My favorite post-er boy, Keith Brenton, thinks I'm getting grumpy as I lose weight. If you want to know about my weight los for charity like Keith does, goto 40 Days of Fat here. By the way, Keith is right.
I think it's a terrific metaphor. What it takes to make me healthy requires that which makes me grumpy. I jog. I do situps. I do pushups. I eat less (and I LOVE food). However, despite the fact that it is not gratifying, it is satisfying to have run, to have done situps and have done pushups.
This series of posts is meant to prompt some self-examination of the individual's relationship to church, to God, and to self.
It is my belief that the church needs to do what it takes to lose some weight. (Now, if you just interpreted that to mean "how to get rid of church members you don't like," then just log off now. It's not what I mean).
What I do mean is that we Christians have habits that are "normal" for our particular church culture, but are actually perpetuating a sickness, much like a couple candy bars a day will lead to heart disease, but not right away.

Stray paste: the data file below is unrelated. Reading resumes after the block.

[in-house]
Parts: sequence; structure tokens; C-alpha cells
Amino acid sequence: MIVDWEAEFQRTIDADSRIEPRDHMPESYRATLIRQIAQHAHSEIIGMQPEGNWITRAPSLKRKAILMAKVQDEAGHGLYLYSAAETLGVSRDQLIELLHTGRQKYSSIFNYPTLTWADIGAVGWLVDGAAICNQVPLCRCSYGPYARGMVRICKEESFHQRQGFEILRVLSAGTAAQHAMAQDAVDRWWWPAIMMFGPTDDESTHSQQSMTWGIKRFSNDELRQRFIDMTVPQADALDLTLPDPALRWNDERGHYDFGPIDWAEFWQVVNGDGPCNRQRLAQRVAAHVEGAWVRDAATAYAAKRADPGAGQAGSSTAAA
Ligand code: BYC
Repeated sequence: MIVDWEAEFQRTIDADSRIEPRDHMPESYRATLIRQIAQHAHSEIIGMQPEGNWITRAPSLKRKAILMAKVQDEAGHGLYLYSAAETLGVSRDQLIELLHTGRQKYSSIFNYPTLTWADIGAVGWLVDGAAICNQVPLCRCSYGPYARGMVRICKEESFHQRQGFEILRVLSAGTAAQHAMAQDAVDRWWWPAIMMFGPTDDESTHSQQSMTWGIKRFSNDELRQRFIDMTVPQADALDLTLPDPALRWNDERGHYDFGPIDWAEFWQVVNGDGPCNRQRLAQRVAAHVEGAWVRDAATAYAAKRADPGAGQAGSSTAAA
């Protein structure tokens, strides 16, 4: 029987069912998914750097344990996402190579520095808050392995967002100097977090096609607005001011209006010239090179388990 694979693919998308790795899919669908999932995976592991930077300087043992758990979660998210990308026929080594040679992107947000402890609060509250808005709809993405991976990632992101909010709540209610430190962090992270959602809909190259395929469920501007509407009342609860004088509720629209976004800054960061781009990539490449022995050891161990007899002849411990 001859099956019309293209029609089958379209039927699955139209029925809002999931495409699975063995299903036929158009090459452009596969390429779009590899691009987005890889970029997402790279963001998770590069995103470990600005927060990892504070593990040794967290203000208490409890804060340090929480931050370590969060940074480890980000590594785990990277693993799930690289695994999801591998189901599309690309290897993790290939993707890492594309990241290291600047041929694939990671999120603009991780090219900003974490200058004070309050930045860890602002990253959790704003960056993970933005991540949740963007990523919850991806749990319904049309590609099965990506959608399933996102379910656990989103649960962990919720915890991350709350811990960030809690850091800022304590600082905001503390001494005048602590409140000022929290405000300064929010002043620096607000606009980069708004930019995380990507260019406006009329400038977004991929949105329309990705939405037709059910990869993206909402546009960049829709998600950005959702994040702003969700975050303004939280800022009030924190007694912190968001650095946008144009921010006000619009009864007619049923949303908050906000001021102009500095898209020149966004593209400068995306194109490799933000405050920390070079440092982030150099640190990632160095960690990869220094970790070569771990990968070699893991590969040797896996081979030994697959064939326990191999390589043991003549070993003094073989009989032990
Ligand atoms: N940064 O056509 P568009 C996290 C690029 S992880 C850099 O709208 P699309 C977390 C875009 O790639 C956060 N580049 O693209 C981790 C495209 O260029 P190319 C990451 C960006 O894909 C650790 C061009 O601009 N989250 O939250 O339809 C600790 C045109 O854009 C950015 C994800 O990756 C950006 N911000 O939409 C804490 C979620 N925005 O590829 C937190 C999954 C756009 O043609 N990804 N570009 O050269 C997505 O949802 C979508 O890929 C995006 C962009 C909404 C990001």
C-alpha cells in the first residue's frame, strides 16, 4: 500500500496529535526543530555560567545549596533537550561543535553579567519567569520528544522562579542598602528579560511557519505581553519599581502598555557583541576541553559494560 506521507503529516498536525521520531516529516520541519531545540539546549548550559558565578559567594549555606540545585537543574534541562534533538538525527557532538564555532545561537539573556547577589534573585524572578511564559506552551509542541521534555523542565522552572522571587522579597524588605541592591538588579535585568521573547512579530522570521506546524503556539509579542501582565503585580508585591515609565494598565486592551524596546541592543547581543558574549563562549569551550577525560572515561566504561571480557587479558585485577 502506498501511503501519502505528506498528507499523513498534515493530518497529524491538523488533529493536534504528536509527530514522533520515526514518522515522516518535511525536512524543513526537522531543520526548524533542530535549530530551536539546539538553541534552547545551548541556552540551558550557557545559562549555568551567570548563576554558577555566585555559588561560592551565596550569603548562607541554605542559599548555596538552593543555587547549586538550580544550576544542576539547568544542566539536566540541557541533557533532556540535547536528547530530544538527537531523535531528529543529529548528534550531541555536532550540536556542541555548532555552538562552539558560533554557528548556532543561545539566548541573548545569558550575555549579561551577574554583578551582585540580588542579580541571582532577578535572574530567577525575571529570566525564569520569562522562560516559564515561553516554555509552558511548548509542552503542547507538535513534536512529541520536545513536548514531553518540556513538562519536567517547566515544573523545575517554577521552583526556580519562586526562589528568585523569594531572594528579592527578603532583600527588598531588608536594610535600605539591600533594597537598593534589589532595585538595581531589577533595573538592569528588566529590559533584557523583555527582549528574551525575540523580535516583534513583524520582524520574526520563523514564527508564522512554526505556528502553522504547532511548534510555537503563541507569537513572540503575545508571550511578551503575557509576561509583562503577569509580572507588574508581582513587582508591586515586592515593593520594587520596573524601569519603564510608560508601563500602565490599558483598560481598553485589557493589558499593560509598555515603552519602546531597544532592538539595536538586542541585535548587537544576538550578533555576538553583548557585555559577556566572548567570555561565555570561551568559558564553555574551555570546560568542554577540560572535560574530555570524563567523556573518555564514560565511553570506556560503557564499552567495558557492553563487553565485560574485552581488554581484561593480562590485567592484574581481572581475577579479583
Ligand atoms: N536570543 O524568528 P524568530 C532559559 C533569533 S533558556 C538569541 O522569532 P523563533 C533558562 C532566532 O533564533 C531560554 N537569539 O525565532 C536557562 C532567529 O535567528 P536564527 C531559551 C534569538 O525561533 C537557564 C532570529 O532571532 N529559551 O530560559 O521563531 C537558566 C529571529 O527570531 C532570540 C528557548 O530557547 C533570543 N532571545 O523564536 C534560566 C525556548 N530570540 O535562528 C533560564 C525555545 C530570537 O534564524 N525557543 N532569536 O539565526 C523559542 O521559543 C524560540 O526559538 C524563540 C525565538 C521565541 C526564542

I live in the Bible Belt. Many people here are very proud of their belt. They feel safer, morally superior to people in other places, think the North is a "mission field" (While their own communities are just about as unchurched), pity "those poor people" who are not...well..not just like them.
Now understand, this is a certain merger of church culture, Southern culture and a certain strain of patriotism. However, it is not unique to the south. This kind of social bias cuts across all lines. So, without some penetrating self-examination, these biases will be invisible and therefore continue. I guess what makes me blog about this is that I am personally in the process of finding these blindspots and it is most disturbing.
So, my job is to find the habits (heart, sould, mind, & body habits) that make me churchy, but not Jesusy and find another way to live. I need better habits, and I'm not just talking about reading the Bible more or praying more. What I mean is to reconstruct what it means that I am the church. I am urging you to do the same.
When I started losing weight, White Chocolate Kit Kats had to go. It was not just a choice, it was a feat. It was ending a relationship. It was the end of a mindset. It was the end of an emotional expectation that came with the White Chocolate Kit Kat. And you know what, it bothers me. I get a little grumpy in the convenience store when I see what I cannot have, but want so much.
This is the same process we Christians needs to go through in order to get healthy in our souls and our minds and our hearts.
We must lose our spiritual fat that has come from too much churchiness and not enough Jesusness.